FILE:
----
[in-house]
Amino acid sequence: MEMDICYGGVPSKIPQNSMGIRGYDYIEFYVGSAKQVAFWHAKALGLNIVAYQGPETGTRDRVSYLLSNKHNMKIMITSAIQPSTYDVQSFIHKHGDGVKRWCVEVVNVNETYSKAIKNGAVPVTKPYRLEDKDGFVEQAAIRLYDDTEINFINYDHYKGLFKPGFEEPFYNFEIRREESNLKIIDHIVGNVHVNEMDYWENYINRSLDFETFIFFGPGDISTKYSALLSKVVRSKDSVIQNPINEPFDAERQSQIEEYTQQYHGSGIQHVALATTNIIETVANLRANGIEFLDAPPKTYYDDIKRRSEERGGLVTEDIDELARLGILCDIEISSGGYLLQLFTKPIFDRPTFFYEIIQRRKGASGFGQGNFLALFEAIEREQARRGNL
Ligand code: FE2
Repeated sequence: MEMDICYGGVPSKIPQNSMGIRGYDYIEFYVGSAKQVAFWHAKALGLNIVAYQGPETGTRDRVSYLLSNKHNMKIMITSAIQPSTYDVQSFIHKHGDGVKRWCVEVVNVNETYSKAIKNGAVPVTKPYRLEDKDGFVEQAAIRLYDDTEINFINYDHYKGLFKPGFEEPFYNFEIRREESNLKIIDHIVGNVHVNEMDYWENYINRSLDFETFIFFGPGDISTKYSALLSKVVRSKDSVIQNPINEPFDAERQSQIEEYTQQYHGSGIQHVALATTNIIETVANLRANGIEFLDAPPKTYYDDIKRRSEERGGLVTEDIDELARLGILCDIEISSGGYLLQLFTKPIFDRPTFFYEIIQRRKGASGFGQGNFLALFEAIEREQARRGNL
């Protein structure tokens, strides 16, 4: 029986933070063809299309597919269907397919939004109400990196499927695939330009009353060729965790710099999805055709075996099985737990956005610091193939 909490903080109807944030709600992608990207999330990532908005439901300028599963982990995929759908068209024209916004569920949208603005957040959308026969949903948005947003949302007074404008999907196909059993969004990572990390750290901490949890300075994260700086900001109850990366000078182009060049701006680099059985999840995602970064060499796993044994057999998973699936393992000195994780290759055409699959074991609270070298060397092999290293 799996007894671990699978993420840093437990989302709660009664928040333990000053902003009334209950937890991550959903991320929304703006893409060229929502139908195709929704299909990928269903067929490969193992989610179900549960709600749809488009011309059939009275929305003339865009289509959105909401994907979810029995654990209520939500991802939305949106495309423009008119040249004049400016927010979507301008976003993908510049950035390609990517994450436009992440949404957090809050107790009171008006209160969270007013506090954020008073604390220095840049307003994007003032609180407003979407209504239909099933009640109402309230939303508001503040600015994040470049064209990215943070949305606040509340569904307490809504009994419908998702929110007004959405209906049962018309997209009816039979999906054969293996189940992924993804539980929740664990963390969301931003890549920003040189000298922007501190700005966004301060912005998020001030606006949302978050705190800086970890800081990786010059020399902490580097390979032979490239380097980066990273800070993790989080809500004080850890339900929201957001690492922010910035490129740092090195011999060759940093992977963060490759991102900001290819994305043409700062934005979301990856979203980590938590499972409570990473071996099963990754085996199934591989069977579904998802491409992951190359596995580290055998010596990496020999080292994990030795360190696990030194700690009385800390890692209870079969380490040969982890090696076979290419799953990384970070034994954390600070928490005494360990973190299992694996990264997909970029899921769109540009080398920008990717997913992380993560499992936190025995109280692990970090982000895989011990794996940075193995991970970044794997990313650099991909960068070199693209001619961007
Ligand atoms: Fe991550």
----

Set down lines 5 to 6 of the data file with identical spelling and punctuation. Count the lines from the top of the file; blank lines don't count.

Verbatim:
């Protein structure tokens, strides 16, 4: 029986933070063809299309597919269907397919939004109400990196499927695939330009009353060729965790710099999805055709075996099985737990956005610091193939 909490903080109807944030709600992608990207999330990532908005439901300028599963982990995929759908068209024209916004569920949208603005957040959308026969949903948005947003949302007074404008999907196909059993969004990572990390750290901490949890300075994260700086900001109850990366000078182009060049701006680099059985999840995602970064060499796993044994057999998973699936393992000195994780290759055409699959074991609270070298060397092999290293 799996007894671990699978993420840093437990989302709660009664928040333990000053902003009334209950937890991550959903991320929304703006893409060229929502139908195709929704299909990928269903067929490969193992989610179900549960709600749809488009011309059939009275929305003339865009289509959105909401994907979810029995654990209520939500991802939305949106495309423009008119040249004049400016927010979507301008976003993908510049950035390609990517994450436009992440949404957090809050107790009171008006209160969270007013506090954020008073604390220095840049307003994007003032609180407003979407209504239909099933009640109402309230939303508001503040600015994040470049064209990215943070949305606040509340569904307490809504009994419908998702929110007004959405209906049962018309997209009816039979999906054969293996189940992924993804539980929740664990963390969301931003890549920003040189000298922007501190700005966004301060912005998020001030606006949302978050705190800086970890800081990786010059020399902490580097390979032979490239380097980066990273800070993790989080809500004080850890339900929201957001690492922010910035490129740092090195011999060759940093992977963060490759991102900001290819994305043409700062934005979301990856979203980590938590499972409570990473071996099963990754085996199934591989069977579904998802491409992951190359596995580290055998010596990496020999080292994990030795360190696990030194700690009385800390890692209870079969380490040969982890090696076979290419799953990384970070034994954390600070928490005494360990973190299992694996990264997909970029899921769109540009080398920008990717997913992380993560499992936190025995109280692990970090982000895989011990794996940075193995991970970044794997990313650099991909960068070199693209001619961007
Ligand atoms: Fe991550």